These fast changes are disconcerting, but I suppose they are an inevitable feature of quickly-developing countries. When I go back to London or Oxford after long periods nothing much changes, because those cities have pretty much reached where they’re going to go, so change is slower and less dramatic (except for East London, with the Olympics). But Kampala is growing quickly, so changes are inevitable – people say the same things about Kigali, and I expect that if I go back to Burundi a couple of years after the election (if it goes well) then it will be very different, with either a Nakumatt or a Shoprite, taller buildings, hopefully a bookshop, and more hotels. The traffic will also be a lot worse; Claver claims that the traffic in Bujumbura is bad, something that I find hilarious – he really needs to go to Kampala! In some way’s I regret it – Bujumbura’s size and relaxed feel are part of its charm – but it’s inevitable, and I welcome it because it’s part and parcel of development. And a bookshop would be great.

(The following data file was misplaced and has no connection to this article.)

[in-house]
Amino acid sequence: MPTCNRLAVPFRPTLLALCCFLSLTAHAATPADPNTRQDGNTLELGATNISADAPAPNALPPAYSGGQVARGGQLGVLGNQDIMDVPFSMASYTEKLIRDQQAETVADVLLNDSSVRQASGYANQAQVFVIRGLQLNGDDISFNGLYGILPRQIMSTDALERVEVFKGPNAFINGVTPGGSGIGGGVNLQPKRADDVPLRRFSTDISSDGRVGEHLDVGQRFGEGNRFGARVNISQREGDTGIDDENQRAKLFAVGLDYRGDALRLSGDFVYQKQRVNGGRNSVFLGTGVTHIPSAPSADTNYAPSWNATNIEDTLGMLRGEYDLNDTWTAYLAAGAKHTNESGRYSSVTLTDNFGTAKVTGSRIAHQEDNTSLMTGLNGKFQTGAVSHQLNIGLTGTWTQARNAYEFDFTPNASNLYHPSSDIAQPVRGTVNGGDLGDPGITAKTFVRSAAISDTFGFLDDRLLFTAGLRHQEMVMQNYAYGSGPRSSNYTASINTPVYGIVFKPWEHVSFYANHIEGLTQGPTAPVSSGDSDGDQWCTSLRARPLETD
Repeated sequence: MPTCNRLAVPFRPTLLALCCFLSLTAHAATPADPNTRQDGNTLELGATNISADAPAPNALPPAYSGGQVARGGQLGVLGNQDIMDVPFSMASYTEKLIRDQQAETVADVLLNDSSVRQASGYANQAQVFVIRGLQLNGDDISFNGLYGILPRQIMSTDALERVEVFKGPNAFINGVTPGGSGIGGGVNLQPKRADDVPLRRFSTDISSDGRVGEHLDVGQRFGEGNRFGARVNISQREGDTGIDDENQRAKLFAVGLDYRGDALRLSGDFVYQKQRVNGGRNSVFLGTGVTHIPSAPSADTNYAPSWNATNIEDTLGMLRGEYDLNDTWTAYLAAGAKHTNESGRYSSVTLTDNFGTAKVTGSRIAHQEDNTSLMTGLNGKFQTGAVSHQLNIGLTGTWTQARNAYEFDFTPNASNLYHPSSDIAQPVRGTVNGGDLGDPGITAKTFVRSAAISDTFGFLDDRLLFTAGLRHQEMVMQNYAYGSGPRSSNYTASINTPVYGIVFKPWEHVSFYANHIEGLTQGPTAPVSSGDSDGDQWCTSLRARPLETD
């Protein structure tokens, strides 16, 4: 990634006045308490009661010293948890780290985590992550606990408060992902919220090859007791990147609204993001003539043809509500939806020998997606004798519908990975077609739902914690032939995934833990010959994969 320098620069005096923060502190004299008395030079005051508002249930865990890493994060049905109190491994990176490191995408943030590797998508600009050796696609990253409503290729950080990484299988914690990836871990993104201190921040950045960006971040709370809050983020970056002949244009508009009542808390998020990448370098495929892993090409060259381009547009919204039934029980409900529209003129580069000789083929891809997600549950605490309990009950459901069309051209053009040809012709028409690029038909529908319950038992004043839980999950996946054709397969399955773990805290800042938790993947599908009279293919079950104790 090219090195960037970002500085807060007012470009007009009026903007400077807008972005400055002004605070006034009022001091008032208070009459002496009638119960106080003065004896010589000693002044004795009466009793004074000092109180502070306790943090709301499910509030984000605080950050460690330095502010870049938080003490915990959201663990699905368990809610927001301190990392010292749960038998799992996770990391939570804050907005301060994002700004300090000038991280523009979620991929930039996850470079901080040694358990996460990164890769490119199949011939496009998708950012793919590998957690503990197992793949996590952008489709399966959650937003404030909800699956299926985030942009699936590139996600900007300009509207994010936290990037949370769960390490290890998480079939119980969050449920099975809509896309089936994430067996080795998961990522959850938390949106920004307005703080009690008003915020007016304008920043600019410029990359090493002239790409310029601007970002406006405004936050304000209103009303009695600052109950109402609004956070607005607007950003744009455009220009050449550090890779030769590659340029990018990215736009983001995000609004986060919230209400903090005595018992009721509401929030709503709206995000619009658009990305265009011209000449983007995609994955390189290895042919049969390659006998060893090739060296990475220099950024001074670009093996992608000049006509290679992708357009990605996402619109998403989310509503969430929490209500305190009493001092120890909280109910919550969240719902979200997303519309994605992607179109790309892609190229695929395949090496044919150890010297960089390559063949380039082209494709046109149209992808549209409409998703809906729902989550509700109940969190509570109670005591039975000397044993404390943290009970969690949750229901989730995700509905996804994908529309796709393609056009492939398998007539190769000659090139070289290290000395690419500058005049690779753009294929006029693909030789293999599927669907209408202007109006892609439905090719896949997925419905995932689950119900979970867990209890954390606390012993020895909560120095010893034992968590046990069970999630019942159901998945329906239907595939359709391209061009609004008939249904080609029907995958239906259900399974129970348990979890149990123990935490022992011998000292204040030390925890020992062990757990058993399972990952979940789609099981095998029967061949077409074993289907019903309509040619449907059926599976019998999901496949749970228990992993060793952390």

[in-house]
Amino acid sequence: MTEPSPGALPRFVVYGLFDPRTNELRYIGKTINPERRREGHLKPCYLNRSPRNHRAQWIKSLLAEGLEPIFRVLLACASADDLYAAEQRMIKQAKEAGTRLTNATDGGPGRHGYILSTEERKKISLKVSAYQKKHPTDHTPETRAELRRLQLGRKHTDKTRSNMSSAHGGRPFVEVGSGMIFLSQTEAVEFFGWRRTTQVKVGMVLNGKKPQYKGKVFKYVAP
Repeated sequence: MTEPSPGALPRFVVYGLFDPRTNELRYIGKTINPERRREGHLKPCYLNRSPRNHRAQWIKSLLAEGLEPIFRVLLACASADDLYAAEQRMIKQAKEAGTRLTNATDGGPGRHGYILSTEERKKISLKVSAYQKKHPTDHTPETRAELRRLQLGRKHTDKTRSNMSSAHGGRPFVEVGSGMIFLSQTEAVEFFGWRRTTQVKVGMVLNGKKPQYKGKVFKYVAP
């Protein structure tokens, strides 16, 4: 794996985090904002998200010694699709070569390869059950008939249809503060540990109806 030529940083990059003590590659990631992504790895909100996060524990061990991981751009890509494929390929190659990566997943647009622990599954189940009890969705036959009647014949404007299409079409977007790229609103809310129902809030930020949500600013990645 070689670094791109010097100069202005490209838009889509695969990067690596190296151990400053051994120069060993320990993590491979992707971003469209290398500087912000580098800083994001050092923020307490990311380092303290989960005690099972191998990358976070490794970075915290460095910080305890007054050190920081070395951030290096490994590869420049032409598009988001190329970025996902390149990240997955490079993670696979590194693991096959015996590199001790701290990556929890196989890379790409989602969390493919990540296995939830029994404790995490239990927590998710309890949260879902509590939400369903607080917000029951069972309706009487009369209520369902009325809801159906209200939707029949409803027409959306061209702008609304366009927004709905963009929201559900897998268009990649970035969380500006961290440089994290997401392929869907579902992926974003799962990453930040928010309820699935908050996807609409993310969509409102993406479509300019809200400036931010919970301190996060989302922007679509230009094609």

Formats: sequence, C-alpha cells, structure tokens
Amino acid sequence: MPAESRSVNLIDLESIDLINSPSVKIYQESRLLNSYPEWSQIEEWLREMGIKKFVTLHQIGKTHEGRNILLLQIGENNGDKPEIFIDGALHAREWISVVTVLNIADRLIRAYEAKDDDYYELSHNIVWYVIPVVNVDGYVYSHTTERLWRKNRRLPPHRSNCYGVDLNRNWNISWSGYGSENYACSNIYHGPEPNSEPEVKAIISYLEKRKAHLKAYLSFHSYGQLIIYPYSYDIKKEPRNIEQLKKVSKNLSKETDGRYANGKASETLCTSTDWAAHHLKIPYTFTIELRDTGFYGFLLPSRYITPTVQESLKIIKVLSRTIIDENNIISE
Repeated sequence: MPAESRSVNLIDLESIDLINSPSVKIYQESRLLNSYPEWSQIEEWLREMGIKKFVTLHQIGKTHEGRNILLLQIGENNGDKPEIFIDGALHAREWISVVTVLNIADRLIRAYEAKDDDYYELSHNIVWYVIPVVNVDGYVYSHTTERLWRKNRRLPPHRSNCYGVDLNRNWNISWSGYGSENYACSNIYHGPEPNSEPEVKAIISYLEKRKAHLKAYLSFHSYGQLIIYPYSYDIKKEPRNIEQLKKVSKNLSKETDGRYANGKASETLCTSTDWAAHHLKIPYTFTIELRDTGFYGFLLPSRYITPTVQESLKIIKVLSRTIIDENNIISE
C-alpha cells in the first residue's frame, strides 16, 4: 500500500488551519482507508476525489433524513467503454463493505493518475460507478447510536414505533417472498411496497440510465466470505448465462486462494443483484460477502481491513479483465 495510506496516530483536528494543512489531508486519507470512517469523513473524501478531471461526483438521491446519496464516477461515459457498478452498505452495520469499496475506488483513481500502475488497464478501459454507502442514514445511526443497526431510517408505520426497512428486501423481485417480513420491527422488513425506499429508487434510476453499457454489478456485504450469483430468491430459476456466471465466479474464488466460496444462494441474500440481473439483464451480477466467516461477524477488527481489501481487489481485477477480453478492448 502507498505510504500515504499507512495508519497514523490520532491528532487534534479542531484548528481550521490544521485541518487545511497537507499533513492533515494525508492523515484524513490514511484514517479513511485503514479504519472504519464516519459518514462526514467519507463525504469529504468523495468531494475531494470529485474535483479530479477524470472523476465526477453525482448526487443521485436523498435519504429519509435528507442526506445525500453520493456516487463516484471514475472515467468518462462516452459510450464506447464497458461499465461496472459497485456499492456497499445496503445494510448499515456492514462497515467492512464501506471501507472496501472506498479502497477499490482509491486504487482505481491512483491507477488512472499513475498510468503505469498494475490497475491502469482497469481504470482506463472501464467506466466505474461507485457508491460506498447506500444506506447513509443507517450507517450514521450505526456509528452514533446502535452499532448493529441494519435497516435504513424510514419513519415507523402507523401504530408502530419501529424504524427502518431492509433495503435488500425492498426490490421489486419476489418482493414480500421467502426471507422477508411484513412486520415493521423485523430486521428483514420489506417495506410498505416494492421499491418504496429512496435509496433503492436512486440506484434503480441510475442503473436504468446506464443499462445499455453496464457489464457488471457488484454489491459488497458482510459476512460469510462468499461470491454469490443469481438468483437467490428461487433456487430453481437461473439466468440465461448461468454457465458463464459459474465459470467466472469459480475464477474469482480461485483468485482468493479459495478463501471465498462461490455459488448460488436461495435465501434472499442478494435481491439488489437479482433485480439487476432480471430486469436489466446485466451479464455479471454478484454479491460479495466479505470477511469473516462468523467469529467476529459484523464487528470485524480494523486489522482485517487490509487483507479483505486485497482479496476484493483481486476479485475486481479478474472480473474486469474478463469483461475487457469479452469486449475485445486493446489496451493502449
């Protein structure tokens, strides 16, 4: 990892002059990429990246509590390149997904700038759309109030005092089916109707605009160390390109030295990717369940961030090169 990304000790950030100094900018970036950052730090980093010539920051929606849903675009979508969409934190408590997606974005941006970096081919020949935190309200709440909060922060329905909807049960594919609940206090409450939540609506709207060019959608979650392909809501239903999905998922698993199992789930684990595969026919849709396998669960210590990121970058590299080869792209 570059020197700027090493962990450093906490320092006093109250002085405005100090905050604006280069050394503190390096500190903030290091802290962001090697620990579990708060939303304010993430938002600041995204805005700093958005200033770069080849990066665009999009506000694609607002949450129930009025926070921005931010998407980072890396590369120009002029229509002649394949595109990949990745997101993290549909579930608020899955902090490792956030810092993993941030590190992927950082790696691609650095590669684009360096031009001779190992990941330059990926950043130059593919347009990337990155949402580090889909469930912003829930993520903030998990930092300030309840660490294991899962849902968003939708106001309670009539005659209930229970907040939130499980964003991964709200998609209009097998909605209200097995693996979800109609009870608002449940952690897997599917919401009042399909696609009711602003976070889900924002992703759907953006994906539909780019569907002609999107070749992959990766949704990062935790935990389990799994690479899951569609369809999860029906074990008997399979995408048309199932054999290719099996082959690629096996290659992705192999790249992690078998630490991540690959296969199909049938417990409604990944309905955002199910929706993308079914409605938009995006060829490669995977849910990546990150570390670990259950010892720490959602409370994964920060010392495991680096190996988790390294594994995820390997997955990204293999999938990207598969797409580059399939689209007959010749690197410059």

Thursday night, I went to a movie night at the marine house and had some beers, then stayed up late playing drinking poker. Positive point three: good beer, lively ex-pat community. Friday I rushed round like crazy trying to get stuff finished, including a trip to the market with Huy, Morgan and Carol to buy pagne, followed by a cheap lunch in a local eatery near the market. I also met up with Eric, who presented me with a carved wall plaque; it’s fair to say that it’s not something I would have chosen myself, but I said I would treasure it and meant it; I almost bawled when he gave it to me. Positive point four: Burundians are unceasingly welcoming and generous. Then Friday night I had the best party I’ve had in Burundi; started out with beer and brochettes with Pierre Claver, followed by a awesome party at Barbara’s house – very chilled out and met some cool people, including some members of Burundi’s gay community – awesome people who I wish I’d met earlier. Then on to another party at the house next door to the Marine House.